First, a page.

Acquitted of involvement in Mumbai attack
Pakistani-Canadian businessman Tahawwur Husain Rana, charged with facilitating the November 2008 attack in Mumbai, has been convicted of providing material support to the proscribed Lashkar-e-Taiba, as well as conspiring to stage a terrorist strike against Copenhagen.
Rana was, however, acquitted of charges that he played a direct role in the Mumbai attack. The 50-year-old Chicago resident now faces a maximum sentence of 30 years in jail, the United States Department of Justice said in a press release.
Prosecutors had charged Rana with three terror-related crimes: participating in a conspiracy to provide material support to terror in India; conspiring to provide material support to terrorism in Denmark; and providing material support to the Lashkar.
Rana had, the prosecutors said, conspired with Lashkar intelligence operative David Headley “to provide personnel, tangible property, money, and false documentation and identification, and to conceal and disguise the nature of such support to those who planned and carried out the Mumbai attacks.”
Even though juries in the United States do not have to provide reasons for their decisions, the 12 women and men who ruled on Rana's case appear to have been unconvinced by Headley's testimony that he discussed plans to attack Mumbai with his childhood friend.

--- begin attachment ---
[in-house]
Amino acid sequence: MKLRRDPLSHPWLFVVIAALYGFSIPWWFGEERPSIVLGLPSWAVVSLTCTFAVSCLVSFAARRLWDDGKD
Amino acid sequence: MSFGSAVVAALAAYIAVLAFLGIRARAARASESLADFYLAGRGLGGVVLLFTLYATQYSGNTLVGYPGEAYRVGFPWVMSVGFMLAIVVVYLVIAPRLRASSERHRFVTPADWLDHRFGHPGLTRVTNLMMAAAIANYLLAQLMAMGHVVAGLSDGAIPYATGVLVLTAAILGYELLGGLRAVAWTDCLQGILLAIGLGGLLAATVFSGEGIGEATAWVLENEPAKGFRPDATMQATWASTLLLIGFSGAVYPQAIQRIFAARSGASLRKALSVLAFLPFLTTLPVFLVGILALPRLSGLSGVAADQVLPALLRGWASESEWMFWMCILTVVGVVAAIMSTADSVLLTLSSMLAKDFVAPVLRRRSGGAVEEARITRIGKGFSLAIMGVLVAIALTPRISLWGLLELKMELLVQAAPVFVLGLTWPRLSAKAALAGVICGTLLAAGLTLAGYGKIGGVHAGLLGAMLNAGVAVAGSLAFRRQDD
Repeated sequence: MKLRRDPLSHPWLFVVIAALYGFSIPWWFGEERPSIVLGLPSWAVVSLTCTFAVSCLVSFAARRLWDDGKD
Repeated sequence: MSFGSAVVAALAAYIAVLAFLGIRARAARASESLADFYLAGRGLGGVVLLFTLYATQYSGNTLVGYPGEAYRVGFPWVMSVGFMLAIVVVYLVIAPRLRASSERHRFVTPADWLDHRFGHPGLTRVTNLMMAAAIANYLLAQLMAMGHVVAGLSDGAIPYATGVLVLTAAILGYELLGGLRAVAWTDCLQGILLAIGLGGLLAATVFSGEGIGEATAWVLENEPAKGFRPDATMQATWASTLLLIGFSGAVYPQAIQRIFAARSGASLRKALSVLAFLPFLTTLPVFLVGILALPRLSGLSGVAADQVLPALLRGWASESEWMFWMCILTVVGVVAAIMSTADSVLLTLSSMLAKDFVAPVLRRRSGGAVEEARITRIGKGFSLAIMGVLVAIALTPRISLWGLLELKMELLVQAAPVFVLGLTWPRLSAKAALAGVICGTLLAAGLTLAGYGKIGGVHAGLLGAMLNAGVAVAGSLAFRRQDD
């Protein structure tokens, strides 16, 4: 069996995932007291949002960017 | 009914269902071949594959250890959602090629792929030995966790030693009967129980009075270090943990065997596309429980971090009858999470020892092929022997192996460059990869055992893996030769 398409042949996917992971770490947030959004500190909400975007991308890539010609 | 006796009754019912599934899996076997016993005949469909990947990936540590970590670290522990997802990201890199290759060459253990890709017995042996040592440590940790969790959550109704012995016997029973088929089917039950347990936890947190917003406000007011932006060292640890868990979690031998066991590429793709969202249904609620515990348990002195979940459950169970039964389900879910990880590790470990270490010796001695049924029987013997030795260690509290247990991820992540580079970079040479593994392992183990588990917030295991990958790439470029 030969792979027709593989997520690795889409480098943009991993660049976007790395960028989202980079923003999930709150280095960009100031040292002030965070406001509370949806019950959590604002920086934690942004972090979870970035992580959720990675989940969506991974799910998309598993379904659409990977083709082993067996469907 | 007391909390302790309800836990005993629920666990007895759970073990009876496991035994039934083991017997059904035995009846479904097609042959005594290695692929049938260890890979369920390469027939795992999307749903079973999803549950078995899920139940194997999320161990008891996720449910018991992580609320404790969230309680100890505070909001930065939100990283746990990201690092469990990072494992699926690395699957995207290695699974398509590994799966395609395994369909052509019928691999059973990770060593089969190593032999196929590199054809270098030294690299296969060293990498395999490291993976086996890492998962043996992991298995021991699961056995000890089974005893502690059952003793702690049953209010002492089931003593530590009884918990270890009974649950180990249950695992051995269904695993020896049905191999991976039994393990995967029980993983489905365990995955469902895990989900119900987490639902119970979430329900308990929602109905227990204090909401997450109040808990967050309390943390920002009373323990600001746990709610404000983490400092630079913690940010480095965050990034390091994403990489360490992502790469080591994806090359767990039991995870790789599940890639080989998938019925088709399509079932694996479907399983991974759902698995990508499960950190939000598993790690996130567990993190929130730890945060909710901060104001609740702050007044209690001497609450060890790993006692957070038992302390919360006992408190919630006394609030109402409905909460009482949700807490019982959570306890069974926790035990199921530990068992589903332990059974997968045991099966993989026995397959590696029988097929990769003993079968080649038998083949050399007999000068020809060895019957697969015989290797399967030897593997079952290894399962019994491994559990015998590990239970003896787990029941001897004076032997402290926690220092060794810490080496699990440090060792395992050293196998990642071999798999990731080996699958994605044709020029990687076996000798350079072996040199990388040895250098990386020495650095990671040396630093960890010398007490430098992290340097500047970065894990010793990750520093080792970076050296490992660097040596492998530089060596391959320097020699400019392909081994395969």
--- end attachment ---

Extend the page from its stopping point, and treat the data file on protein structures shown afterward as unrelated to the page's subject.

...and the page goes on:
Lawyers for Rana pointed out that the businessman was in Mumbai with his children and wife just days before the attack —evidence apparently inexplicable if he had prior knowledge of the strike.
However, a mass of evidence — including e-mail and intercepted conversations — showed that Rana was aware of, and willing to support, Headley's operations on behalf of the Lashkar and Pakistan's intelligence services.
Rana's lawyer Patrick Blegan said the defence would appeal the judgment. He insisted that his client was not guilty. “The jury came to another decision. We respect their decision, but we think they got it wrong,” he said.